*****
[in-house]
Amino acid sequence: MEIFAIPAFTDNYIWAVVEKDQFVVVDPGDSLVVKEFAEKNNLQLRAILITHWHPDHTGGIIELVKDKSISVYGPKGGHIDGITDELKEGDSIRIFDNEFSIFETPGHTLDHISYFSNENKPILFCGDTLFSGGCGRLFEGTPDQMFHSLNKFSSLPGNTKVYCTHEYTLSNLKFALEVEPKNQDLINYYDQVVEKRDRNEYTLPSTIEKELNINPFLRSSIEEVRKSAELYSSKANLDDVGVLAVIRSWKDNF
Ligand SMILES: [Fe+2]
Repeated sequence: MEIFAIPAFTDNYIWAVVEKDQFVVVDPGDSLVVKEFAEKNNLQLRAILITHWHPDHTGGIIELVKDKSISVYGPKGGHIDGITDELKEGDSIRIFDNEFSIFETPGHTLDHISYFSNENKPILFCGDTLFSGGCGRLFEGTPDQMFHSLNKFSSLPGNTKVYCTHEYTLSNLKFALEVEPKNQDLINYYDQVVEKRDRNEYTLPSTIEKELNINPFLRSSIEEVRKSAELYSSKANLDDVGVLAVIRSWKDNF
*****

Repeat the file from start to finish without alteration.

[in-house]
Amino acid sequence: MEIFAIPAFTDNYIWAVVEKDQFVVVDPGDSLVVKEFAEKNNLQLRAILITHWHPDHTGGIIELVKDKSISVYGPKGGHIDGITDELKEGDSIRIFDNEFSIFETPGHTLDHISYFSNENKPILFCGDTLFSGGCGRLFEGTPDQMFHSLNKFSSLPGNTKVYCTHEYTLSNLKFALEVEPKNQDLINYYDQVVEKRDRNEYTLPSTIEKELNINPFLRSSIEEVRKSAELYSSKANLDDVGVLAVIRSWKDNF
Ligand SMILES: [Fe+2]
Repeated sequence: MEIFAIPAFTDNYIWAVVEKDQFVVVDPGDSLVVKEFAEKNNLQLRAILITHWHPDHTGGIIELVKDKSISVYGPKGGHIDGITDELKEGDSIRIFDNEFSIFETPGHTLDHISYFSNENKPILFCGDTLFSGGCGRLFEGTPDQMFHSLNKFSSLPGNTKVYCTHEYTLSNLKFALEVEPKNQDLINYYDQVVEKRDRNEYTLPSTIEKELNINPFLRSSIEEVRKSAELYSSKANLDDVGVLAVIRSWKDNF